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Resposta pública al diari israelià Haaretz

El passat 17 de setembre el diari israelià Haaretz va publicar l’article “Torches in Barcelona” on, posant-se en la pell d’un turista israelià, parlava de Catalunya, la seva història, la […]

Col·lectiu Emma
Col·lectiu Emma 19/09/2009

El passat 17 de setembre el diari israelià Haaretz va publicar l’article “Torches in Barcelona” on, posant-se en la pell d’un turista israelià, parlava de Catalunya, la seva història, la seva relació amb Espanya i el boicot a la cantant Noa en la Diada.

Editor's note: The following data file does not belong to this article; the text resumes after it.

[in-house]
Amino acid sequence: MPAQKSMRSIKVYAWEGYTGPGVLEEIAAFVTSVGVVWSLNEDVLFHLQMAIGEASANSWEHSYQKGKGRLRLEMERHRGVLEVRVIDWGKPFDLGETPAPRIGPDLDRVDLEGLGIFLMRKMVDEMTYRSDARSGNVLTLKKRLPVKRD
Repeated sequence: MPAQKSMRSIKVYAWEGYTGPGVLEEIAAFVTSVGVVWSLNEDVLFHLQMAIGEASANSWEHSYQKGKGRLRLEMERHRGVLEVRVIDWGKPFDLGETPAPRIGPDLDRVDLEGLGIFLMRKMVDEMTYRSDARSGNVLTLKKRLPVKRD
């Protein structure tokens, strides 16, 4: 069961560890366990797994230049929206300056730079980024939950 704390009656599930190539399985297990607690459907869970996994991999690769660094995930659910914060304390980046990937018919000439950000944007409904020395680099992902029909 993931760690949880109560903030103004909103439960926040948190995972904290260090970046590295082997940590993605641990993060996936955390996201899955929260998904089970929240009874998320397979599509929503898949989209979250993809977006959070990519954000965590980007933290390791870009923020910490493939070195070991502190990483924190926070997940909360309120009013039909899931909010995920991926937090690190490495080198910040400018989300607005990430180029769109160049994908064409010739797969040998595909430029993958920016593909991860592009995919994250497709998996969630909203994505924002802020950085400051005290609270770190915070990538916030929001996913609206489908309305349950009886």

Des del Col·lectiu Emma hem volgut respondre a aquest article per matisar algunes afirmacions que realitza i explicar la demanda més autogovern de Catalunya i per què molts catalans volen la independència. Així expliquem com Catalunya, després de més de 40 anys de dictadura, va donar suport a les noves institucions democràtiques espanyoles, però els resultats en termes d’autogovern (com per exemple un sistema de finançament just) són molt reduïdes. L’article també es pregunta com és possible que Catalunya no vulgui formar part d’una “pròspera” Espanya: les dades d’atur, dèficit públic o les males perspectives de recuperació econòmica segons l’OCDE qüestionen que Espanya sigui un “gran club” al que val la pena pertànyer. També volem constatar l’europeisme català (que queda en entredit en l’article), i de fet expliquem que el que aspirem molts és precisament ser presents directament a Europa, i no a través d’un estat, Espanya, que no representa els interessos dels catalans.